Fay Hield: Having all of these resources freely available to the public means that literally anyone can access them. However, the important thing about this project is that EFDSS are going to great effort to help people access the website. It is not enough to just put the archive up there, they are also showing people how to use it.
This has happened through the performance commission we have been involved in, where people can see what we’ve done with the materials and have hopefully gained some inspiration for their own performance. There has also been extensive educational work with schools and community groups to introduce new audiences to these materials. The collections have relevance for social historians, local studies, literature and language as well as students of folk song, so they really have got a lot of value for a lot of people.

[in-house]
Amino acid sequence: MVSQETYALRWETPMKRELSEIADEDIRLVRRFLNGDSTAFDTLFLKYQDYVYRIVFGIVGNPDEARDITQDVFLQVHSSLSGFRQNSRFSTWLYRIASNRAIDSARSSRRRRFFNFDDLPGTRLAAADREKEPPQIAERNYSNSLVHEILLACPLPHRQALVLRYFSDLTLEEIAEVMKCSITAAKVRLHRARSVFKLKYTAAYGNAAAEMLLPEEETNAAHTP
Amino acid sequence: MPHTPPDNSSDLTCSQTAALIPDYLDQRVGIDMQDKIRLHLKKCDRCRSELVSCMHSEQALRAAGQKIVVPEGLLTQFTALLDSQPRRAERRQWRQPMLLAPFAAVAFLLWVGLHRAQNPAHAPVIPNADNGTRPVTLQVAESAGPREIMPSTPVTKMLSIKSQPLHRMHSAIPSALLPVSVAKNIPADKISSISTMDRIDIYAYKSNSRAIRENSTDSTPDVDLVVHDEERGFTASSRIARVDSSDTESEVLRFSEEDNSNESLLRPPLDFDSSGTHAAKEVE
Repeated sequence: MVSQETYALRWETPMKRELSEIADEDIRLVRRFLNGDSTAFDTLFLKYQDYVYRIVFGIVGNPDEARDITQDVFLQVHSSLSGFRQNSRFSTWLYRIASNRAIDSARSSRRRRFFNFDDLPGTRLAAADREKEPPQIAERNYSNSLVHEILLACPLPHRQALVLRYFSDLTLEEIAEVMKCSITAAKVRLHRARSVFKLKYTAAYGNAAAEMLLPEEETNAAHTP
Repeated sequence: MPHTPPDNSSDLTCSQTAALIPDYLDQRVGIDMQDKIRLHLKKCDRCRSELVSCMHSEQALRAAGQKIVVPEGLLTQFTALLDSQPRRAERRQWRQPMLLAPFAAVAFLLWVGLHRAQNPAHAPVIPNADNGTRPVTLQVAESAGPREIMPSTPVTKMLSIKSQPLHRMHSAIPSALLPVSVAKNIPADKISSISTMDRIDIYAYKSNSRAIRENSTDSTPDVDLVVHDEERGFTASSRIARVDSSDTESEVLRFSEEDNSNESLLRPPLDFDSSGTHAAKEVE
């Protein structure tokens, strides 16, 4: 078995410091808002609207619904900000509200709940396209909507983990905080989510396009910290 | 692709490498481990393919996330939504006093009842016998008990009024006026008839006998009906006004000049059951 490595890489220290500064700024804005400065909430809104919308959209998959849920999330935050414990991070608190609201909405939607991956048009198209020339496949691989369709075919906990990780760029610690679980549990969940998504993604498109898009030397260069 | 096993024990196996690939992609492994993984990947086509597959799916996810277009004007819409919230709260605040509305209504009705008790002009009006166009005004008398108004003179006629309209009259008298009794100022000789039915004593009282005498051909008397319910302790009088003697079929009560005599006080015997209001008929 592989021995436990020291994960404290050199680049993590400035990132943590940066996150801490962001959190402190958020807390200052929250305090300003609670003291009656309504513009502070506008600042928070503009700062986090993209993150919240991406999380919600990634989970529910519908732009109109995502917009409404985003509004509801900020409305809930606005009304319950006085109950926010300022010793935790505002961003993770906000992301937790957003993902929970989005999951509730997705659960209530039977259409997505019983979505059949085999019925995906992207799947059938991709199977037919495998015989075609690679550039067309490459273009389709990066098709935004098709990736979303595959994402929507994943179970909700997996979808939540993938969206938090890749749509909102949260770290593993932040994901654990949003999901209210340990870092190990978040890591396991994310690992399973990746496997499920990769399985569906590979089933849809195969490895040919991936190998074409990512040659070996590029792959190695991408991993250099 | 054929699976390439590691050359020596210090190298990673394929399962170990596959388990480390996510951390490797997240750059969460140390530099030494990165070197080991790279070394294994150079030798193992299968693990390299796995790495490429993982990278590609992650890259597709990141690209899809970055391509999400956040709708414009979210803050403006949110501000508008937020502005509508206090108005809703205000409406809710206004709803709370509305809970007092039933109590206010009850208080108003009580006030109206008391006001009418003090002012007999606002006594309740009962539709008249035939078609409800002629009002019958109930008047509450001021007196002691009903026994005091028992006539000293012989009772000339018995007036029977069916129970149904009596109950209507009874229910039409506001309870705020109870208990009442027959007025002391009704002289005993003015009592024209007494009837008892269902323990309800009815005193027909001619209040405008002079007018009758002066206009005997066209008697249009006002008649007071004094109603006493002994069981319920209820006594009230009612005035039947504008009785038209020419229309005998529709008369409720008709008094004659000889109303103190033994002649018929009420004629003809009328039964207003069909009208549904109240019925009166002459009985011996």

What do you think the effect of the digitalisation of such old collections will have on the folk scene today?
Nancy Kerr: It will colour singers’ repertoires for generations to come. The amount of music and information is amazing, but it’s the individual richness of each song that gives a singer the opportunity to fall in love with perhaps just one story or one singer. That’s what I’ve done, and I know I’m gaining things from the site that will stay in my folk repertoire forever.
What are your favourite discoveries from the archive so far?
Fay Hield: There are some real gems of songs to discover. ’Never Cut your Toenails on a Sunday’ is a particular favourite - you’ll have to look it up to discover why not for yourselves!